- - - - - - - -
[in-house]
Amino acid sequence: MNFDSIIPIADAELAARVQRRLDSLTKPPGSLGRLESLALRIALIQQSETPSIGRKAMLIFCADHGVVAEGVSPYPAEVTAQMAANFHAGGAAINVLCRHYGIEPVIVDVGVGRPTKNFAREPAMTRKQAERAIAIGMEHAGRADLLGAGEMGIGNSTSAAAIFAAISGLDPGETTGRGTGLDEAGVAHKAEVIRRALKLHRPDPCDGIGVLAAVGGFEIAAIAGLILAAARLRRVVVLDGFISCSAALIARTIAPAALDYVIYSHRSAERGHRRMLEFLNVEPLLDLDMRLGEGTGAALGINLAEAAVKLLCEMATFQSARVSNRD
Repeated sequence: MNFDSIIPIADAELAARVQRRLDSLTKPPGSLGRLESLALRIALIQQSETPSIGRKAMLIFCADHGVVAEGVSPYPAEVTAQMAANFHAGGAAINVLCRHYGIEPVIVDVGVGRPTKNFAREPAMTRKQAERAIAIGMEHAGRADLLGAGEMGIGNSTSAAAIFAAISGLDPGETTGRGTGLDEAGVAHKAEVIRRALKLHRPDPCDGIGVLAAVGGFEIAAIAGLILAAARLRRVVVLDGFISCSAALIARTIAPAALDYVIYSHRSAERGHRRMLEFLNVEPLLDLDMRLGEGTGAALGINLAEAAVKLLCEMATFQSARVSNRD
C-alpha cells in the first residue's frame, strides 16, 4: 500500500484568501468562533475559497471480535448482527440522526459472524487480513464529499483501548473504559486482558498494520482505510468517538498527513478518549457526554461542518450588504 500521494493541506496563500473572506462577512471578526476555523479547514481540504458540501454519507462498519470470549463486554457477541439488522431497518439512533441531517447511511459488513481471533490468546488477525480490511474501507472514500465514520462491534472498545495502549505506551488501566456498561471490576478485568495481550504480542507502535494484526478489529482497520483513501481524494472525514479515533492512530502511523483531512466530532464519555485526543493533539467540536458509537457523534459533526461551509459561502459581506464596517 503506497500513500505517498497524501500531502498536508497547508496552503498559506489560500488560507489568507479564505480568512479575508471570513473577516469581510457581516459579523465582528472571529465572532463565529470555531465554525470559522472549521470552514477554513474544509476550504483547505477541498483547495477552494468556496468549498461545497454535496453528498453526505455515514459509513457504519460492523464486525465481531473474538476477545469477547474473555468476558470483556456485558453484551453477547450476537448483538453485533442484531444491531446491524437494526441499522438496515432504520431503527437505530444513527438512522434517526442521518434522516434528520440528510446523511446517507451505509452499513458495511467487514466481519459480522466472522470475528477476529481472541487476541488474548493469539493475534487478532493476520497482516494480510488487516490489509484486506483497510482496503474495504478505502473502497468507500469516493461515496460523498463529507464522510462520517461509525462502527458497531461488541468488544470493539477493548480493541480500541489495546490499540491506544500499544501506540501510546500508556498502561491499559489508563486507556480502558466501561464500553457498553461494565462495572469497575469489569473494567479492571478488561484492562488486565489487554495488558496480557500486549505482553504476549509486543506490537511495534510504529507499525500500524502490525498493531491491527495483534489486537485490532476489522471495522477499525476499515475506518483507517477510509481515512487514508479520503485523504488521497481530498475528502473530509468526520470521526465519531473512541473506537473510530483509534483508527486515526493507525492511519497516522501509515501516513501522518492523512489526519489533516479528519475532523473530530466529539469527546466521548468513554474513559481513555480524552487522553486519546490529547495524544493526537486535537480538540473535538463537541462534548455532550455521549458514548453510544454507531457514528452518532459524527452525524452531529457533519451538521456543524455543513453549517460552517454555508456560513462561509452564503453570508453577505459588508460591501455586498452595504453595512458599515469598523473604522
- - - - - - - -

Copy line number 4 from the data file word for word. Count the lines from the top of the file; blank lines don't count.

C-alpha cells in the first residue's frame, strides 16, 4: 500500500484568501468562533475559497471480535448482527440522526459472524487480513464529499483501548473504559486482558498494520482505510468517538498527513478518549457526554461542518450588504 500521494493541506496563500473572506462577512471578526476555523479547514481540504458540501454519507462498519470470549463486554457477541439488522431497518439512533441531517447511511459488513481471533490468546488477525480490511474501507472514500465514520462491534472498545495502549505506551488501566456498561471490576478485568495481550504480542507502535494484526478489529482497520483513501481524494472525514479515533492512530502511523483531512466530532464519555485526543493533539467540536458509537457523534459533526461551509459561502459581506464596517 503506497500513500505517498497524501500531502498536508497547508496552503498559506489560500488560507489568507479564505480568512479575508471570513473577516469581510457581516459579523465582528472571529465572532463565529470555531465554525470559522472549521470552514477554513474544509476550504483547505477541498483547495477552494468556496468549498461545497454535496453528498453526505455515514459509513457504519460492523464486525465481531473474538476477545469477547474473555468476558470483556456485558453484551453477547450476537448483538453485533442484531444491531446491524437494526441499522438496515432504520431503527437505530444513527438512522434517526442521518434522516434528520440528510446523511446517507451505509452499513458495511467487514466481519459480522466472522470475528477476529481472541487476541488474548493469539493475534487478532493476520497482516494480510488487516490489509484486506483497510482496503474495504478505502473502497468507500469516493461515496460523498463529507464522510462520517461509525462502527458497531461488541468488544470493539477493548480493541480500541489495546490499540491506544500499544501506540501510546500508556498502561491499559489508563486507556480502558466501561464500553457498553461494565462495572469497575469489569473494567479492571478488561484492562488486565489487554495488558496480557500486549505482553504476549509486543506490537511495534510504529507499525500500524502490525498493531491491527495483534489486537485490532476489522471495522477499525476499515475506518483507517477510509481515512487514508479520503485523504488521497481530498475528502473530509468526520470521526465519531473512541473506537473510530483509534483508527486515526493507525492511519497516522501509515501516513501522518492523512489526519489533516479528519475532523473530530466529539469527546466521548468513554474513559481513555480524552487522553486519546490529547495524544493526537486535537480538540473535538463537541462534548455532550455521549458514548453510544454507531457514528452518532459524527452525524452531529457533519451538521456543524455543513453549517460552517454555508456560513462561509452564503453570508453577505459588508460591501455586498452595504453595512458599515469598523473604522